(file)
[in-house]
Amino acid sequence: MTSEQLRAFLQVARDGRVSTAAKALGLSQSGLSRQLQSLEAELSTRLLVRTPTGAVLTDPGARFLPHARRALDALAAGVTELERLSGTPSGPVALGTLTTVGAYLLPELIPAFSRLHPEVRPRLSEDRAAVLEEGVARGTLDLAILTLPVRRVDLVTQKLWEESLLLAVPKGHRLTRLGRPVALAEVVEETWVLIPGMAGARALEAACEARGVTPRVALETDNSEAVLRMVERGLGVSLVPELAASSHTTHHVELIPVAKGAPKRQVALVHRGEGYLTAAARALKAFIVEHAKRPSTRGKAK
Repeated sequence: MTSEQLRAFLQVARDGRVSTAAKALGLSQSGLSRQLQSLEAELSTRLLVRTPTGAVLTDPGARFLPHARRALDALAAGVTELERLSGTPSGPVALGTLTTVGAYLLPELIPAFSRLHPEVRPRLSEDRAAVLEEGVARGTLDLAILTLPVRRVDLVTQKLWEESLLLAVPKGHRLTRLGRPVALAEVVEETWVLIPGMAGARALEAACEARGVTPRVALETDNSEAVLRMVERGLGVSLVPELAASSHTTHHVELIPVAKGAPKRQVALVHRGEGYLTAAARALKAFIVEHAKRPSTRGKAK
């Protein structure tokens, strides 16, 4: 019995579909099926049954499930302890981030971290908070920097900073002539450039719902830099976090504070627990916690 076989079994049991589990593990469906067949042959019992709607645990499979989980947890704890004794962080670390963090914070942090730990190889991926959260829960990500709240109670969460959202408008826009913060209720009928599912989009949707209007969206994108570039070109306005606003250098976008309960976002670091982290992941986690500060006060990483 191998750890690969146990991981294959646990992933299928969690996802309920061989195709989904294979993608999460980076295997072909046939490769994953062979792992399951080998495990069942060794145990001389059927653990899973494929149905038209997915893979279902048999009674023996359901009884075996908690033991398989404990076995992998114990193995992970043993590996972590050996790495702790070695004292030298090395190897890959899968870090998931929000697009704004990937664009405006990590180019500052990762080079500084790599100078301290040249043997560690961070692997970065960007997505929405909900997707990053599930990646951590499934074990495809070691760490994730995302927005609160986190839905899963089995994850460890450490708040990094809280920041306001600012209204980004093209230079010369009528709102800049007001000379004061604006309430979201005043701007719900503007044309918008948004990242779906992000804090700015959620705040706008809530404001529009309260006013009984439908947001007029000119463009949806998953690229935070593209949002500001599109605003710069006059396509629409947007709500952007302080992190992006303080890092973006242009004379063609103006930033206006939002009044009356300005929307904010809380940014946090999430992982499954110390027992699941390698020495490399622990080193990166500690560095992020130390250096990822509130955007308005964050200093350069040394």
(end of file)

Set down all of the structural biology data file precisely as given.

[in-house]
Amino acid sequence: MTSEQLRAFLQVARDGRVSTAAKALGLSQSGLSRQLQSLEAELSTRLLVRTPTGAVLTDPGARFLPHARRALDALAAGVTELERLSGTPSGPVALGTLTTVGAYLLPELIPAFSRLHPEVRPRLSEDRAAVLEEGVARGTLDLAILTLPVRRVDLVTQKLWEESLLLAVPKGHRLTRLGRPVALAEVVEETWVLIPGMAGARALEAACEARGVTPRVALETDNSEAVLRMVERGLGVSLVPELAASSHTTHHVELIPVAKGAPKRQVALVHRGEGYLTAAARALKAFIVEHAKRPSTRGKAK
Repeated sequence: MTSEQLRAFLQVARDGRVSTAAKALGLSQSGLSRQLQSLEAELSTRLLVRTPTGAVLTDPGARFLPHARRALDALAAGVTELERLSGTPSGPVALGTLTTVGAYLLPELIPAFSRLHPEVRPRLSEDRAAVLEEGVARGTLDLAILTLPVRRVDLVTQKLWEESLLLAVPKGHRLTRLGRPVALAEVVEETWVLIPGMAGARALEAACEARGVTPRVALETDNSEAVLRMVERGLGVSLVPELAASSHTTHHVELIPVAKGAPKRQVALVHRGEGYLTAAARALKAFIVEHAKRPSTRGKAK
């Protein structure tokens, strides 16, 4: 019995579909099926049954499930302890981030971290908070920097900073002539450039719902830099976090504070627990916690 076989079994049991589990593990469906067949042959019992709607645990499979989980947890704890004794962080670390963090914070942090730990190889991926959260829960990500709240109670969460959202408008826009913060209720009928599912989009949707209007969206994108570039070109306005606003250098976008309960976002670091982290992941986690500060006060990483 191998750890690969146990991981294959646990992933299928969690996802309920061989195709989904294979993608999460980076295997072909046939490769994953062979792992399951080998495990069942060794145990001389059927653990899973494929149905038209997915893979279902048999009674023996359901009884075996908690033991398989404990076995992998114990193995992970043993590996972590050996790495702790070695004292030298090395190897890959899968870090998931929000697009704004990937664009405006990590180019500052990762080079500084790599100078301290040249043997560690961070692997970065960007997505929405909900997707990053599930990646951590499934074990495809070691760490994730995302927005609160986190839905899963089995994850460890450490708040990094809280920041306001600012209204980004093209230079010369009528709102800049007001000379004061604006309430979201005043701007719900503007044309918008948004990242779906992000804090700015959620705040706008809530404001529009309260006013009984439908947001007029000119463009949806998953690229935070593209949002500001599109605003710069006059396509629409947007709500952007302080992190992006303080890092973006242009004379063609103006930033206006939002009044009356300005929307904010809380940014946090999430992982499954110390027992699941390698020495490399622990080193990166500690560095992020130390250096990822509130955007308005964050200093350069040394």